Hearing about a locksmith scam just once can make you hesitant to call a professional locksmith the next time you’re locked out of your home, car, or business. But the best way to avoid locksmith scams is knowing the warning signs. A significant portion of home and business owners don’t realize how common locksmith scams are — fortunately, the following tips can help you steer clear of some of the most common types of locksmith scams. If you’re looking for a reliable locksmith in Gainesville, FL, call Be Secure Locksmith. We offer encompassing locksmith services for your lock and key needs!
The best way to discern a locksmith scammer from a reputable Gainesville locksmith is to do preemptive research before an actual emergency occurs. If you find a local locksmith who claims to be in the area, do an online search of their address to verify the location. If a locksmith uses an 800 phone number instead of a local phone number, it might be a sign that you’re dealing with an out-of-state call center. Call the company to verify your online findings — if a company answers the phone with a generic name rather than a specific name, or if a locksmith either cannot or will not provide the business’ legal name, move on to the next locksmith.
The State of Florida is among a handful of states within the U.S. which does not legally require licensing for locksmiths. However, authentic and trustworthy locksmiths voluntarily submit themselves to regulation and have valid liability insurance policies as well as valid bonds. If you’re considering hiring a locksmith, inquire about whether their company is insured, licensed, and bonded. In addition, upon arrival, a legitimate locksmith should also ask you for identification to verify that they are providing a car key replacement or new lock installation on a vehicle or a home or business that belongs to you.
In most cases, out-of-state call center locksmiths typically quote between $15 and $40 for locksmith services — this bait-and-switch act may advertise low initial costs, but the quoted prices will often soar once the locksmith arrives. Locksmith fees vary based on the type of service requested, the location, and the company, but as a general rule, low-ball cost estimates should be avoided. Locksmith fees pay for tools, licensing costs, continued training, transportation both to and from the job, among other fees. As a rule of thumb, request a written cost estimate before any work begins, including emergency locksmith services, and avoid locksmiths who refuse to provide written quotes for services.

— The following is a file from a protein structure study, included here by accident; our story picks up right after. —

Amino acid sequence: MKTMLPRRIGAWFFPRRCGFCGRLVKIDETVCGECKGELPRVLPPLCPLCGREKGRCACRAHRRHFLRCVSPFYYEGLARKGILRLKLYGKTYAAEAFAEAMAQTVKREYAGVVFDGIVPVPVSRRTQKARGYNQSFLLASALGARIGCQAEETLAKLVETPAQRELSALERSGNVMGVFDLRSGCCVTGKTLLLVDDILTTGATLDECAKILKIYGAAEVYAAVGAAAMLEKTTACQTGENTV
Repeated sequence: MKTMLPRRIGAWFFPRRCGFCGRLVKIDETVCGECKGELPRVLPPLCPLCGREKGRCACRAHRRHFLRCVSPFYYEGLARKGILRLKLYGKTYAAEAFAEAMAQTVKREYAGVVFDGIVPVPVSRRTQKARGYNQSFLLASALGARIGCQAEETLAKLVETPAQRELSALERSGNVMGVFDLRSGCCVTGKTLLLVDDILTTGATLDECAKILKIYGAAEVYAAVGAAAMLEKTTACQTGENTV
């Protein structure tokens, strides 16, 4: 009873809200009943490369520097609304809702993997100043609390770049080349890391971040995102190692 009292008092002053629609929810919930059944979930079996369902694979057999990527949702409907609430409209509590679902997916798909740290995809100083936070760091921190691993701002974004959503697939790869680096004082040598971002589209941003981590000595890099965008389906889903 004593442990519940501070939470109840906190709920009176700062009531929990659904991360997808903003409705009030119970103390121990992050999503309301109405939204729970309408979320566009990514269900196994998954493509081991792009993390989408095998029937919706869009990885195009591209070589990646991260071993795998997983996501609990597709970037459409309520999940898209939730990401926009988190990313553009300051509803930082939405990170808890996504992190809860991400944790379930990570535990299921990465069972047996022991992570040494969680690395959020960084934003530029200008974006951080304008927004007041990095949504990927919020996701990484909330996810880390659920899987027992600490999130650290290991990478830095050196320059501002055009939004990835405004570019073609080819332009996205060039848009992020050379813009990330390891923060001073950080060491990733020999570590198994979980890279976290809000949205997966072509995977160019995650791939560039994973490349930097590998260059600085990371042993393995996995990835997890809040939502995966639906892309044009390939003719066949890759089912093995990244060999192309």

Another important question to ask the locksmith company regards extra charges — including for services outside of regular business hours, mileage, or service call minimum costs. Even if an untrustworthy locksmith company provides a written cost estimate, they may claim the lock is obsolete and requires replacement in order to increase the cost of service. Reputable locksmiths should be able to answer any questions about the intended repair, including how they will get into your car, home or business, and the cost of that service. If a locksmith refuses to answer your questions, they are likely a locksmith scammer.
An unmarked service vehicle is a significant red flag for identifying untrustworthy locksmiths. In many cases, unfortunately, untrustworthy locksmith companies use out-of-state call centers and hire poorly trained, unequipped, and uninsured local contractors to fulfill the requested services. An inexperienced technician can do more harm than good by causing serious damage to your locks, doors, and windows. In contrast, verified locksmiths who work for an insured and bonded company, such as Be Secure Locksmith, arrive promptly and feature clear company logos.